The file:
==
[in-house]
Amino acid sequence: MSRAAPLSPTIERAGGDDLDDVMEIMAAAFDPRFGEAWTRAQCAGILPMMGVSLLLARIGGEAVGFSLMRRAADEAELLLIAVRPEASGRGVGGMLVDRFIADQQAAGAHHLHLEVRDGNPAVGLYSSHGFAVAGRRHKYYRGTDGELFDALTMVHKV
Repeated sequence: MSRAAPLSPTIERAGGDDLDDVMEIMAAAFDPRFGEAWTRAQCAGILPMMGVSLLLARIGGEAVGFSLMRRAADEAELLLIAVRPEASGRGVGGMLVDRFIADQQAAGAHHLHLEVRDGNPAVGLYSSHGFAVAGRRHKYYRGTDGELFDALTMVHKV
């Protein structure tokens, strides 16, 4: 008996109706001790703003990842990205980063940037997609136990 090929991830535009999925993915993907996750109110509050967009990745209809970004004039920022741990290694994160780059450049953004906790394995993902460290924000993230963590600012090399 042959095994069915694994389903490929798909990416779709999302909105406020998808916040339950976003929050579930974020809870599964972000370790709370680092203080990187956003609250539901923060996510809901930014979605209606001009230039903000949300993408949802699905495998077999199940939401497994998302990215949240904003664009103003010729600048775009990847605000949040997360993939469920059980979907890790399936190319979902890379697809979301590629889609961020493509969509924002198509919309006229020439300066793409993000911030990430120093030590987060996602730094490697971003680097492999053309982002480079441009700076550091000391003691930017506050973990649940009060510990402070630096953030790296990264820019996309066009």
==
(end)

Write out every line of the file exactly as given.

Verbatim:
[in-house]
Amino acid sequence: MSRAAPLSPTIERAGGDDLDDVMEIMAAAFDPRFGEAWTRAQCAGILPMMGVSLLLARIGGEAVGFSLMRRAADEAELLLIAVRPEASGRGVGGMLVDRFIADQQAAGAHHLHLEVRDGNPAVGLYSSHGFAVAGRRHKYYRGTDGELFDALTMVHKV
Repeated sequence: MSRAAPLSPTIERAGGDDLDDVMEIMAAAFDPRFGEAWTRAQCAGILPMMGVSLLLARIGGEAVGFSLMRRAADEAELLLIAVRPEASGRGVGGMLVDRFIADQQAAGAHHLHLEVRDGNPAVGLYSSHGFAVAGRRHKYYRGTDGELFDALTMVHKV
């Protein structure tokens, strides 16, 4: 008996109706001790703003990842990205980063940037997609136990 090929991830535009999925993915993907996750109110509050967009990745209809970004004039920022741990290694994160780059450049953004906790394995993902460290924000993230963590600012090399 042959095994069915694994389903490929798909990416779709999302909105406020998808916040339950976003929050579930974020809870599964972000370790709370680092203080990187956003609250539901923060996510809901930014979605209606001009230039903000949300993408949802699905495998077999199940939401497994998302990215949240904003664009103003010729600048775009990847605000949040997360993939469920059980979907890790399936190319979902890379697809979301590629889609961020493509969509924002198509919309006229020439300066793409993000911030990430120093030590987060996602730094490697971003680097492999053309982002480079441009700076550091000391003691930017506050973990649940009060510990402070630096953030790296990264820019996309066009």